Programmer, game designer, geek.
The eleventh hour.
We have prepared, we are ready.
The eve of battle is upon us, the enemy stirs in the north.
The mood in our quarters is of nervous, hushed anticipation. Soldiers whisper in fear, the din of their silence unnerving and uncomfortable.
Then it starts. The lone violin playing out from the band’s tent, suddenly joined by a cello, and a trumpet.
Baaaa dum da dum daa da!
The unmistakable first few bars of Wagner’s Ride of the Valkyries play out uninterrupted, the rest of the song drowned out by the thunderous applause and war cries of our armies.
There is nothing that can stop us now…
I’m so angry about this content blog’s theme that inserts a loading screen after the page has loaded, hiding the page until it’s done showing that shitty spinner.
There are some interesting UX stories about having to insert an artificial spinner or loading bar to reinforce the idea that something important was going on behind the scenes. There’s no excuse for doing something like that on a stupid Tumblr theme, though.
I’d be on board with it if there was actually something going on. If I disable js, tho, the page is there ~instantly and about fully functional.
I think loading widgets obscuring functionality are forgiveable if that functionality isn’t loaded enough for you to actually interact with it, provided that the UI will cause errors or unusual behaviour if you try to interact with it before it’s ready, and that you only obscure the parts of the UI that are currently unusable.
So if you have an RNG and you have a “cryptographically secure” button which uses entropy from some remote hardware that you attempt to connect to on load, there’s no reason to also obscure the “run-of-the-mill random number” button, since that button is perfectly serviceable without the connection.
Or in this case, since 90% of your content is text/images, there’s fuck all reason to obscure any of it during loading because the user can’t possibly fuck up interacting with text/images.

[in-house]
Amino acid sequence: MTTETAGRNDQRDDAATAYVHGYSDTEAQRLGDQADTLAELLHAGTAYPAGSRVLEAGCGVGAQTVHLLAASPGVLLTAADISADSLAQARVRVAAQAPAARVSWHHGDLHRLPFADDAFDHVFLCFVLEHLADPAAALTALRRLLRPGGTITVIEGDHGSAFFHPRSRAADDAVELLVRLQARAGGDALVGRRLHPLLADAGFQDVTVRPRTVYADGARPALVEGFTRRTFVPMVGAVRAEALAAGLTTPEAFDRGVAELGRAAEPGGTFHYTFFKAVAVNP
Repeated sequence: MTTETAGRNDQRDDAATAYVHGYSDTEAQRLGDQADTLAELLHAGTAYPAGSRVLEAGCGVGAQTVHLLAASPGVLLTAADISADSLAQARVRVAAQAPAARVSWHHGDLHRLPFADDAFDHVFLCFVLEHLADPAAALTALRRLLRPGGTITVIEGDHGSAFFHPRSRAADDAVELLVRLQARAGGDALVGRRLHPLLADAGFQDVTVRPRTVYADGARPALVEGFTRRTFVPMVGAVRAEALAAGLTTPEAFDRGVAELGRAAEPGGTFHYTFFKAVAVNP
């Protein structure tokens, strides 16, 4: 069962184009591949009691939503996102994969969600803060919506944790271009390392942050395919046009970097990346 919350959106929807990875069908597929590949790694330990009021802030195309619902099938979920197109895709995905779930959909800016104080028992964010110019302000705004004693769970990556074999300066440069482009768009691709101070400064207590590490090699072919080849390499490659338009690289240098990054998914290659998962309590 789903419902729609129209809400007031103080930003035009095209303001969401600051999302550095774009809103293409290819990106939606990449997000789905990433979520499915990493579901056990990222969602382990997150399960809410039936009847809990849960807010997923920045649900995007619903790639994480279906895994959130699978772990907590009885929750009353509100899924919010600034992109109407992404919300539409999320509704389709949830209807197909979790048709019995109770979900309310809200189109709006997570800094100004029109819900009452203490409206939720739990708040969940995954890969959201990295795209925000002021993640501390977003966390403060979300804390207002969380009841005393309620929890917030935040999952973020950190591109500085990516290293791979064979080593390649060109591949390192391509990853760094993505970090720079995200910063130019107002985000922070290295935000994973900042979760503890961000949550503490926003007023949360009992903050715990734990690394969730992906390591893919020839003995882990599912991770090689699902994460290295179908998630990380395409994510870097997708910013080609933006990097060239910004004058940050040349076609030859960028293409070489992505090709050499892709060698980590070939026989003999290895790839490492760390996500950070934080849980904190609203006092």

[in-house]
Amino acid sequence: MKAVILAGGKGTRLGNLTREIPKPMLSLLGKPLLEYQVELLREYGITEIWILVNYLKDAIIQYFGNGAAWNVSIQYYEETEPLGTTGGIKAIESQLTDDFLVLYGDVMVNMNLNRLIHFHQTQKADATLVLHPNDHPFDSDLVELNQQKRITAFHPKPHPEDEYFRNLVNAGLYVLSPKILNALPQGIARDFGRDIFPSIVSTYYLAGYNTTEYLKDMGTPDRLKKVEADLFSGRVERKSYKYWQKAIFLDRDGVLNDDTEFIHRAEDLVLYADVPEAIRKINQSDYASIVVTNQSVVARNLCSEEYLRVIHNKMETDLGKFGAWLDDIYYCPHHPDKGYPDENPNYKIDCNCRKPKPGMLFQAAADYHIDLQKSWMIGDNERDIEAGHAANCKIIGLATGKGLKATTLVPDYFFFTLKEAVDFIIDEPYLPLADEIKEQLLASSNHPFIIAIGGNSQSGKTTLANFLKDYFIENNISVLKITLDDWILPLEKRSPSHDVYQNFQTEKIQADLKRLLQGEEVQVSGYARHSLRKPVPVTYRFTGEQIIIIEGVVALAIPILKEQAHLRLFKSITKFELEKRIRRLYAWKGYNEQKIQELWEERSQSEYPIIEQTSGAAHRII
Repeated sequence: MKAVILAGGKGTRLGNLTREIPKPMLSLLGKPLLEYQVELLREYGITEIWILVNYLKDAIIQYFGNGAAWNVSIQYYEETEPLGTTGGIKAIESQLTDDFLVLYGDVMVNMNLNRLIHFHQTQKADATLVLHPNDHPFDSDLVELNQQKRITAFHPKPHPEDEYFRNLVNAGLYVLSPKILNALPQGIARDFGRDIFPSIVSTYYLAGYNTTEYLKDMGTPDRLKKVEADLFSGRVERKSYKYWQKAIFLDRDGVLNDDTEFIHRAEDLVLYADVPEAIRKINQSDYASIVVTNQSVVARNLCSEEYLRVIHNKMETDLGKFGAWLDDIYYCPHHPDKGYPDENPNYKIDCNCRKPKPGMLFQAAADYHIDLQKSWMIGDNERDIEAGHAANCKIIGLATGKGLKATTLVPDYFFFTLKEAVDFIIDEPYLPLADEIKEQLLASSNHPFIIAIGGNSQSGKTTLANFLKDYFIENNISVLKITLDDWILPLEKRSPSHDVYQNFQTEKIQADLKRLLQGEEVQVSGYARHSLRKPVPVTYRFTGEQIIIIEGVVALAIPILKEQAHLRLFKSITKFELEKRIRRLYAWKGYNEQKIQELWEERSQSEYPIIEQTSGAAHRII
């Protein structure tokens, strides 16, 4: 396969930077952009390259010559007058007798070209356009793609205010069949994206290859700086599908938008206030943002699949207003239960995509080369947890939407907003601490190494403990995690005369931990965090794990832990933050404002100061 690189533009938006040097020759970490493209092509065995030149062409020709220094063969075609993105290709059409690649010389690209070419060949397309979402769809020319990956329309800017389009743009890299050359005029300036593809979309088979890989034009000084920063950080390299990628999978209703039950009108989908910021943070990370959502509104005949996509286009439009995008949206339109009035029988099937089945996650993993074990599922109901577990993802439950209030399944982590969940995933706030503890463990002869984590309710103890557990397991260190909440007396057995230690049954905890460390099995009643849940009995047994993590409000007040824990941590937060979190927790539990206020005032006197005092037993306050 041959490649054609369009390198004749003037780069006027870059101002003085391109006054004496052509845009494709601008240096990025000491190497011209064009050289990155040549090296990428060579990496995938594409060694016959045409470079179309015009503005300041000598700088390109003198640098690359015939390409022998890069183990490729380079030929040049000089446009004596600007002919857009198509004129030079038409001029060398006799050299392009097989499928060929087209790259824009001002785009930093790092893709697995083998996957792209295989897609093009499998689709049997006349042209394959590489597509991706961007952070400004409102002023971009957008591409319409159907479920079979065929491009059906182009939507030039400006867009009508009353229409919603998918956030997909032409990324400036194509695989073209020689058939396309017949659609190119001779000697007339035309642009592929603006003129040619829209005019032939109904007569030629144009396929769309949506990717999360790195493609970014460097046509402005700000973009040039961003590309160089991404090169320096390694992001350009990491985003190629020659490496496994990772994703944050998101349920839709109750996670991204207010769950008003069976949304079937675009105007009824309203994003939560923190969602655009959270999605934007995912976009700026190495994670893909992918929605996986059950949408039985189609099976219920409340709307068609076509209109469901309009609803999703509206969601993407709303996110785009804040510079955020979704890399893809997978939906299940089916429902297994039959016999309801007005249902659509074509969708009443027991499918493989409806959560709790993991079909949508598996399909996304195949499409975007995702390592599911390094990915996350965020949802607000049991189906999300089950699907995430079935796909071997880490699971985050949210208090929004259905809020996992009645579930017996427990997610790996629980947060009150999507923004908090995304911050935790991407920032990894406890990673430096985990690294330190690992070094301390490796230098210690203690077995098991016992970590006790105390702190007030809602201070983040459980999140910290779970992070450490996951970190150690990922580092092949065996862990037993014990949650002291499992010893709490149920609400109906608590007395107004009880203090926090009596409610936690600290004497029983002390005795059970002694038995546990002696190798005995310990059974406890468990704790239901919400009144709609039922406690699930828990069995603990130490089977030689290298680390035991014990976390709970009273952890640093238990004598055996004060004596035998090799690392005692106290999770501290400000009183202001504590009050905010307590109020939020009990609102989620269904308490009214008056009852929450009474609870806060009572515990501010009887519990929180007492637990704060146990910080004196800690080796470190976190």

I love how potato in French is pomme de terre, which pretty much means “earth apple.”
like what stupid frenchman saw this:
and said “zis petite légume looks like a, how you say, APPLE! hmmm… but it grows in ze earth… HON HON HON! MAIS OUI! C’EST UNE POMME DE TERRE!”
j’adore comment ananas se dit pineapple en anglais, ce qui veut littéralement dire “pomme de pin”, genre quel type anglais a vu ça:
et s’est dit : “ow cette étrange big fruit ressemble à une, how do you say, POMME! hmmm… mais plutôt une pomme qui pousse dans les pins… HU HU HU! OH YES, IT’S A PINEAPPLE!”
(z’avez vu, on peut le faire aussi… hon hon hon!)
And then there’s Swedish, where strawberries are called “earth chaps”. Not chaps as in horse-riding trousers, by the way, chaps as in the term of endearment particularly used for elderly gentlemen or young lads.
Apparently my joke about wearing a Batman costume would have gone down well with the hiring manager, although the cited reason was that they are a fan of “Marvel”, which I’m reliably informed by Miranda was not the comic book publisher responsible for Batman - that would be DC. She (Miranda) offered some Marvel alternatives, but it’s rather a moot point since I’m neither the kind of person who owns comic book character costumes nor am I the kind of person who would actually wear one to an interview - although I dare say that kind of person would probably be hired on the spot by 99% of tech startups (that’s not a good thing, by the way). I’m not interviewing for a startup though, this is a spin-off from an established company.
Something comfortable, then. To paraphrase, even a t-shirt would be fine but it’s never recommended (unless you really do know that you’re worth your shit).
Also, I’m even more relaxed and reassured about the first-stage meeting because it’s now been elucidated for me as a simple 1-hour sit-down discussion about me, my interests and my philosophy regarding programming. As most of my followers probably are aware, I could talk for hours about my programming philosophy. Days, even.